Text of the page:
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Saving lives [Editorial]

Some people believe that everything public school systems do is complicated.

The recent action, or rather inaction, by the Harford County Board of Education does nothing to dissuade those views. The school board is mulling a policy proposal that would allow staff trained to administer naxolone, the fast-acting heroin antidote that has become as ubiquitous as opioid misuse.

Each school has two doses of naxolone – one is with the school nurse, who is trained in its use, and the other is with the school’s Automatic External Defibrillator, more commonly known as an AED, to revive people in cardiac distress.

It’s not as if the school board is somehow opposed to the presence and use of naxolone to save lives in schools because as far as we can tell, there’s no opposition.

It’s more of a question of why does there have to be a policy?

In the days before AEDs became prevalent, many people would get trained in cardio pulmonary resuscitation, more commonly known as CPR. It was a manual way for people to do chest compressions on an unconscious person to restart their heart, what AEDs do now. Many jobs required employees to have CPR training, or offered it to them.

For anyone who has taken CPR training, one of the keys is to not be afraid of further injuring someone who has collapsed and whose heart is not beating. As many an instructor has said, “you can’t hurt them. They’re dead.” Maybe CPR can bring them back to life, maybe it can’t, but it won’t do any harm.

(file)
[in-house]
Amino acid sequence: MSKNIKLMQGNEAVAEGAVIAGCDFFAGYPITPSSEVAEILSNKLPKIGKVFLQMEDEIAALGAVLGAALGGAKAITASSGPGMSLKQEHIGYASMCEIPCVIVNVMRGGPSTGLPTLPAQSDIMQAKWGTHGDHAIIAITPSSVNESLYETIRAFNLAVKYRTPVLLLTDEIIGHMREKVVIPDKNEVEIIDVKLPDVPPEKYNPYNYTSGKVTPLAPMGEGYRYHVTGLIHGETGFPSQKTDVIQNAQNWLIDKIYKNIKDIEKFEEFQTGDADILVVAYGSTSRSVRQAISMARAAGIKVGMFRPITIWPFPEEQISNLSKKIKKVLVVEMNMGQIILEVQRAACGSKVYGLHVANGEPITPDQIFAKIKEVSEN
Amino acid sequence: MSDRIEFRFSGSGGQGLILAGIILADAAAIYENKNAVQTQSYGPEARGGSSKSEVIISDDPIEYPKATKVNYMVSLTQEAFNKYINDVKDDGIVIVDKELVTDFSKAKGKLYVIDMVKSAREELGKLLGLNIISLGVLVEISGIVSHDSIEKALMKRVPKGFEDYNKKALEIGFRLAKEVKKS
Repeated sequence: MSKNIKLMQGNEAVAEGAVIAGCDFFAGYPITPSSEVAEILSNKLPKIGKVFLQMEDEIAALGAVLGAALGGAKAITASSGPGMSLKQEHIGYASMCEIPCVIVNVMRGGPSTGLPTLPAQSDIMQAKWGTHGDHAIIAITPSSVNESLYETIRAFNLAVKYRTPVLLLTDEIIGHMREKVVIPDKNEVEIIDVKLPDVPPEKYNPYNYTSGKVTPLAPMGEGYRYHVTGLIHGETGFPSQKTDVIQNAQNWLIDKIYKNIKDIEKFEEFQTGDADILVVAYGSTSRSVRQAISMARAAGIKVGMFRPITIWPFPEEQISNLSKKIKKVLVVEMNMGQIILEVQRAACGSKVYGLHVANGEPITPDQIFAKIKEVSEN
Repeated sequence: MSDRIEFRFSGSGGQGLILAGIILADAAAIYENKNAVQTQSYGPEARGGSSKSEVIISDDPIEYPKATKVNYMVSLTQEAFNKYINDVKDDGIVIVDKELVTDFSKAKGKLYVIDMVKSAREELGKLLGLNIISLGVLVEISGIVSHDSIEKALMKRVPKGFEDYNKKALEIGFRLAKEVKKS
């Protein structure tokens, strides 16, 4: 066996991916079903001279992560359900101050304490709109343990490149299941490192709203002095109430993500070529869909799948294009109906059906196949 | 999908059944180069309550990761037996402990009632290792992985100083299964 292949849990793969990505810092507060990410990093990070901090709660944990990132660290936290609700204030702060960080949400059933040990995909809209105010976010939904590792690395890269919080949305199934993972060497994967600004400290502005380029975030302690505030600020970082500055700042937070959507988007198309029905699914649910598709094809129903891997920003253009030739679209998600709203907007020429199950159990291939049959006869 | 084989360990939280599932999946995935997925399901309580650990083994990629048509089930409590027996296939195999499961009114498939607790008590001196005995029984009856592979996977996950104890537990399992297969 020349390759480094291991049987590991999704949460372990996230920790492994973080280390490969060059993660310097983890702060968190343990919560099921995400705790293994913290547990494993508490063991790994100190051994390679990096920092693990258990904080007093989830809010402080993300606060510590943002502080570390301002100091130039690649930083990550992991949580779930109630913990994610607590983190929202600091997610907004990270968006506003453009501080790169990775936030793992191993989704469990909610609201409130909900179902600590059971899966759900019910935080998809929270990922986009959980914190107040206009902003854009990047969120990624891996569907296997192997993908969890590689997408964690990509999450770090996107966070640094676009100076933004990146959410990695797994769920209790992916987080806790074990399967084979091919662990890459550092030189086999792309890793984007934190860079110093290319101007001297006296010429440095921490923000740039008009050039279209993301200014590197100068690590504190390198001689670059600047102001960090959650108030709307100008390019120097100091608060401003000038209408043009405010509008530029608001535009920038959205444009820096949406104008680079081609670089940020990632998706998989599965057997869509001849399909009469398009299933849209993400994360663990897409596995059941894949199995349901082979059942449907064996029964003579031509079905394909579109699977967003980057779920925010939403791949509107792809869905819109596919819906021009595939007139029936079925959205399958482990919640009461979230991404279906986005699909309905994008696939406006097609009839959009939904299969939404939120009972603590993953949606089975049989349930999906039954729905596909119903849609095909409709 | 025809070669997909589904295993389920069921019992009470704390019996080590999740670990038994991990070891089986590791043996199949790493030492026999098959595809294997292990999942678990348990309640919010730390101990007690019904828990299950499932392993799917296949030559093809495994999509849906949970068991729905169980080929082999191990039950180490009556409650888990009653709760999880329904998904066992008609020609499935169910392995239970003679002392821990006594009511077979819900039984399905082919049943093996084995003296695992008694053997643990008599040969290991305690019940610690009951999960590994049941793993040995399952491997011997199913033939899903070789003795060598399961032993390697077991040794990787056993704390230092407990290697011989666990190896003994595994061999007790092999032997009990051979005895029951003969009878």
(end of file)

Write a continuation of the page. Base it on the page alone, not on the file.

The same goes for administering naxolone. Someone who has stopped breathing is dead … unless, someone nearby can get to the antidote and administer it before it’s too late for the victim to come back.

It’s as simple as that. Someone who collapses from a cardiac episode, or someone who stops breathing from an opioid overdose, is dead. An AED, CPR or naxolone might save that life, it might not, but it can’t make the person’s condition worse.

While we understand people should be trained in how to use an AED, or how to administer naxolone before they’re forced to try to figure it out under the pressure of a life or death situation, the reality is life, or death, doesn’t always work that way. Sometimes, people have to react and just do the best they can with whatever they have available.

That’s why we’re glad the two lifesavers — AEDs and Naxolone — are in each of our schools. Whether someone knows how to use them or not, it’s better to have them learn on the fly how to use them, rather than wait for a rubber stamp of a policy on the use of something that can do no harm – but might be needed quickly to save a life.

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